The example is publicly available, and can be used with any AC service namespace. The FabrikamJets service namespace used in the screen cast remains private, however, in the interest of preserving the behavior shown in the screen cast for the benefit of those who are interested in learning about it.
|Tech Off||Visual Studio .NET 2005 Beta 1 - Whitehorse||4||Aug 19, 2004 at 10:50 AM|
Thanks for posting. Here are some answers to your questions.
1. We are working on a solution for importing UML models exported by other tools. XMI will probably be part of the solution. However, there are some issues with it.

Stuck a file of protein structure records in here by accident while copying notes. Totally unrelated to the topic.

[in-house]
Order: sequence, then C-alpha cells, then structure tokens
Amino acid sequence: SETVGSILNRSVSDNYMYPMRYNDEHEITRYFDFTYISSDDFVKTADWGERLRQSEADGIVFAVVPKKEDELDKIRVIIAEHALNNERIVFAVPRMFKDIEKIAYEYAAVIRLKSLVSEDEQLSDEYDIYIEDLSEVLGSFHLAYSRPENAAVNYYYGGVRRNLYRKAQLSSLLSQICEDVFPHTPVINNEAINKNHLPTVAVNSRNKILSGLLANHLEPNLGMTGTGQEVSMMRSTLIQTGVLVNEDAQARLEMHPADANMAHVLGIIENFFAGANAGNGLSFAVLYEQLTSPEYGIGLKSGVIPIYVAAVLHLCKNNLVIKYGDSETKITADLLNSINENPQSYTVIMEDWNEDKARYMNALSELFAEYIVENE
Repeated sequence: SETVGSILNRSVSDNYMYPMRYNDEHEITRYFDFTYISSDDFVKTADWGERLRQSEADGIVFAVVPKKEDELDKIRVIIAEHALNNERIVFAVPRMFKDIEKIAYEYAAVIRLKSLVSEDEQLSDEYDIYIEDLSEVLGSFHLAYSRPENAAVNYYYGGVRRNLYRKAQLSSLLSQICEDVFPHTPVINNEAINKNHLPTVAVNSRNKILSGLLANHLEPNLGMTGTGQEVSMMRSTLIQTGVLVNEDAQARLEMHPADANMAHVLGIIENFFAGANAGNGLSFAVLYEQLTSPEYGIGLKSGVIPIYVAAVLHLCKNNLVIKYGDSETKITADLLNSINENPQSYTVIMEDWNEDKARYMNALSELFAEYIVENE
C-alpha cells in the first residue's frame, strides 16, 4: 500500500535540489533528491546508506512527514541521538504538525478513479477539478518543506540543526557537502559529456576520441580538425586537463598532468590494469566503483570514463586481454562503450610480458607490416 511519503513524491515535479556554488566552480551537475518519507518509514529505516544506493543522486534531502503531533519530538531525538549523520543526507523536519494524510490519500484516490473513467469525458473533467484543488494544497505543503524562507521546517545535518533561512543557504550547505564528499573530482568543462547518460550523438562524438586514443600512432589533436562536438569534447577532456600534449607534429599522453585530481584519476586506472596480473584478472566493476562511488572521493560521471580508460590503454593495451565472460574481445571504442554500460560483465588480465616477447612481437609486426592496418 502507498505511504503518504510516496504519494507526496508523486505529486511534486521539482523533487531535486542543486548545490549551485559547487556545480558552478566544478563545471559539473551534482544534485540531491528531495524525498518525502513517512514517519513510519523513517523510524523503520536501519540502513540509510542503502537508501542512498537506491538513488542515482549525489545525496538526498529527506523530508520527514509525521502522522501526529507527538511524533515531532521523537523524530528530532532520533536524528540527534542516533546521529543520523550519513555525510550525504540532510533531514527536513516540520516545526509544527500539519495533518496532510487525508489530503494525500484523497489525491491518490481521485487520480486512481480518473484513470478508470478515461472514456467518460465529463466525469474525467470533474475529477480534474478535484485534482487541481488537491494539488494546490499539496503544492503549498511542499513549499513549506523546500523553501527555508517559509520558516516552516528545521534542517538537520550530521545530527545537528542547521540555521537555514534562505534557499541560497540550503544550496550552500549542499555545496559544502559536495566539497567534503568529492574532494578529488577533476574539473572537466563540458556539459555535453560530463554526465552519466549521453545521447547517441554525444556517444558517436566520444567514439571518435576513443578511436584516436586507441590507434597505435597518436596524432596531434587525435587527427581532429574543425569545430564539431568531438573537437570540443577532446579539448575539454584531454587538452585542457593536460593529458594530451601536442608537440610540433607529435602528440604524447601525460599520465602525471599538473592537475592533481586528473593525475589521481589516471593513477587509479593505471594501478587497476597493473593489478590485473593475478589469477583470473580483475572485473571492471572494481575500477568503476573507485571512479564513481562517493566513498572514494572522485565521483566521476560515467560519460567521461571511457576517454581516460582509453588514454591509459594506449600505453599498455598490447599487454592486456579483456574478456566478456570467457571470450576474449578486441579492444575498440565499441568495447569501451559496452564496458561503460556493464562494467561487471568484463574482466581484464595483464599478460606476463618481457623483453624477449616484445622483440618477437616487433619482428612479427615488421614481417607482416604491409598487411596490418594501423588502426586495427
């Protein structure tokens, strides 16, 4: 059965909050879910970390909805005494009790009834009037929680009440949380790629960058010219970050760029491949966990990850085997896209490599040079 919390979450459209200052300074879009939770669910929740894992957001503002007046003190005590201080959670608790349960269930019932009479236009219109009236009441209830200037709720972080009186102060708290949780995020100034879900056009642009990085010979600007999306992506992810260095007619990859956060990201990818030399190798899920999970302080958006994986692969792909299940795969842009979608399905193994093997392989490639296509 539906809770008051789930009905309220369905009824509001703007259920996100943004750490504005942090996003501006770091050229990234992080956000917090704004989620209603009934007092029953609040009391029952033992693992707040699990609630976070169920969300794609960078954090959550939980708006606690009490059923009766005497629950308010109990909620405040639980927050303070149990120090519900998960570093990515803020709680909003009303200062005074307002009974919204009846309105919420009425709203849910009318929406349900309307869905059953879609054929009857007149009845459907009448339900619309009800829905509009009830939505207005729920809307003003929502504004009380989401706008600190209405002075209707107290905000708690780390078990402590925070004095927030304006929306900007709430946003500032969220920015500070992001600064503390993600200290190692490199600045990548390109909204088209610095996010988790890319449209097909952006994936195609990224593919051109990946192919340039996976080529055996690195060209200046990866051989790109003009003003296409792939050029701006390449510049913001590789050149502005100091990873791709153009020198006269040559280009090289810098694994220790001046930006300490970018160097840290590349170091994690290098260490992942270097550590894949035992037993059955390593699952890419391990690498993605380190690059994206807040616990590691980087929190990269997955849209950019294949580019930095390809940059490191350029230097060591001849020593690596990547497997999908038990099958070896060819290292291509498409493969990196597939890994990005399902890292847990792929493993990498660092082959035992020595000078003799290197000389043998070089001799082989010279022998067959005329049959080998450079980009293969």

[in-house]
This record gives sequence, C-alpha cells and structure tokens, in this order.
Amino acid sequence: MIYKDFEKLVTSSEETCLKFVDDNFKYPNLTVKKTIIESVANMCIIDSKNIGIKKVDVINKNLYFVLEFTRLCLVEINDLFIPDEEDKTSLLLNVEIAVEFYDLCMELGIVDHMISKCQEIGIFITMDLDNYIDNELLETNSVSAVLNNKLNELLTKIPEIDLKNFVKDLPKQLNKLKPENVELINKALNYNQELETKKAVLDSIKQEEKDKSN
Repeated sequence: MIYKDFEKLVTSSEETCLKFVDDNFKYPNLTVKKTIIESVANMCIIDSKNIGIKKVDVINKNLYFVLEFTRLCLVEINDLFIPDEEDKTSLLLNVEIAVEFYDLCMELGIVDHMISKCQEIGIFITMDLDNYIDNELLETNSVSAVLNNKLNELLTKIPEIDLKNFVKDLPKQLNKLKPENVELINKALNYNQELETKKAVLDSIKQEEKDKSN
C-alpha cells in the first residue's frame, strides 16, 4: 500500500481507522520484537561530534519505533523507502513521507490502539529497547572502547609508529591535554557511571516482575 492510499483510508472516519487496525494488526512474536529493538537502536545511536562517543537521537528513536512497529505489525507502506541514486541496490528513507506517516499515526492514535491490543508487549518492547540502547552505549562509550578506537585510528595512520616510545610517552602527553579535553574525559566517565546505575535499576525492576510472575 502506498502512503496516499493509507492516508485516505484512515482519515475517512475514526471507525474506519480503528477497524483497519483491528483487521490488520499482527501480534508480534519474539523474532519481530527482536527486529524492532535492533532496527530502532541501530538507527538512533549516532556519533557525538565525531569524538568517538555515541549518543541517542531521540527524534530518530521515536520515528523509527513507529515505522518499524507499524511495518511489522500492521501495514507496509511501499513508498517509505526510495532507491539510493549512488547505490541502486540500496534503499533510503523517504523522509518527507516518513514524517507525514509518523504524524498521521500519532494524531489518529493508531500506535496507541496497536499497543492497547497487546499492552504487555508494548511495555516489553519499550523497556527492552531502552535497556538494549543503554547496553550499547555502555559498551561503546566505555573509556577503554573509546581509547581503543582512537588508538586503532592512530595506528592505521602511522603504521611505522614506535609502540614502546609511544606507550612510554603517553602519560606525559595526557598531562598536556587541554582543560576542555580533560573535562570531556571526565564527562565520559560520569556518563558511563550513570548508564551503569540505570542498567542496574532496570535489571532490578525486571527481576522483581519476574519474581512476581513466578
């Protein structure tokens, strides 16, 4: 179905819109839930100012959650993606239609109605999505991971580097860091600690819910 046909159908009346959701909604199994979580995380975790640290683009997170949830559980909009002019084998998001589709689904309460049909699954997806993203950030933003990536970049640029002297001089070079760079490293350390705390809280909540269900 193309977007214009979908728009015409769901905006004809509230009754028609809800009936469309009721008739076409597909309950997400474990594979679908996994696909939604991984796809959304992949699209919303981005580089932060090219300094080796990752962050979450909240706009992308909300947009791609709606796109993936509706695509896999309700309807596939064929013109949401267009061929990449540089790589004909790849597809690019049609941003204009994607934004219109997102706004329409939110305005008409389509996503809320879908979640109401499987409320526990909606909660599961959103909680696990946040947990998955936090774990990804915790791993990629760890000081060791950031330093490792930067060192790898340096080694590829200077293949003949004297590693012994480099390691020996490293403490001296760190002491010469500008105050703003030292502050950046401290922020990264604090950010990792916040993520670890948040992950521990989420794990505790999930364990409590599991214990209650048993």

XMI is a set of production rules that define how to generate a DTD or XSD from a MOF metamodel. There are several different versions of XMI in common use (1.0, 1.1, 1.2 and 2.0). Each version yields a different DTD or XSD from a given MOF metamodel.Next, there is the question of MOF. There are several different versions of OMG MOF in common use (1.3, 1.4 and 2.0). There are also proprietary variants of the OMG MOF that are not OMG compliant, including CMOF, JMOF (Sun) and EMOF. IBM uses eCore, which is a proprietary variant of EMOF. We do not expect practical standardization at the MOF level by commercial tool vendors, since the MOF is too intimately tied to the tool architecture. Like everyone else who builds tools, we have our own MOF called IMS.In practice, we expect to be able to import models based on metamodels based on other MOFs, using either something like a custom XSLT transformation before the model is imported, or a custom deserializer in our tools that performs the mapping during the model import.Next, there is the question of the metamodel. There are many different metamodels that could be described using one of those MOFs and then rendered into XSDs using one of those XMI versions. UML is one of them. CWM is another. MOF itself is another. SPEM is another. Of course, all of these are versioned, as well. There are several versions of UML in common use (1.3, 1.4, 1.5 and 2.0).Given the number of combinations of XMI, MOF and metamodel version, it will be necessary in some cases to write custom XMI importers for specific models written out by specific tools.Of course, importing XMI implies not only that we can read the XML, but that we have something to map it to. We are not planning to implment all of UML. I don't know of anyone who does today, including IBM.That said, we do expect to deliver some base DSL metamodels that approximate some of the UML diagram types, such as state chart, activity graph and sequence diagram, and we plan to support migration of existing UML models into our tools as instances of those metamodels. It won't be a push button, however, for the reasons mentioned above.Finally, there is the question of profiles, which are collections of stereotypes and tags that people have defined to essentially approximate DSLs by marking up existing UML diagrams. XMI does not help at all with profiles, since the stereotypes and tags are not true MOF metaclasses and metaattributes, respectively.We also plan to support migration of existing UML profiles into new DSL metamodels, and migration of existing UML models based on those profiles into our tools as instances of those metamodels. These tasks won't be push button, either, but will hopefully be supported by a well defined authoring experience (e.g., start with a DSL metamodel that approximates the UML diagram type on which the profile is based, then add/remove/modify metaclasses as necessary to make it a suitable target for importing models based on the profile, then define a custom XMI deserialization for reading models based on the profile from a specific tool).Sorry for the long answer, but it reflects the reality behind the marketing promises about XMI.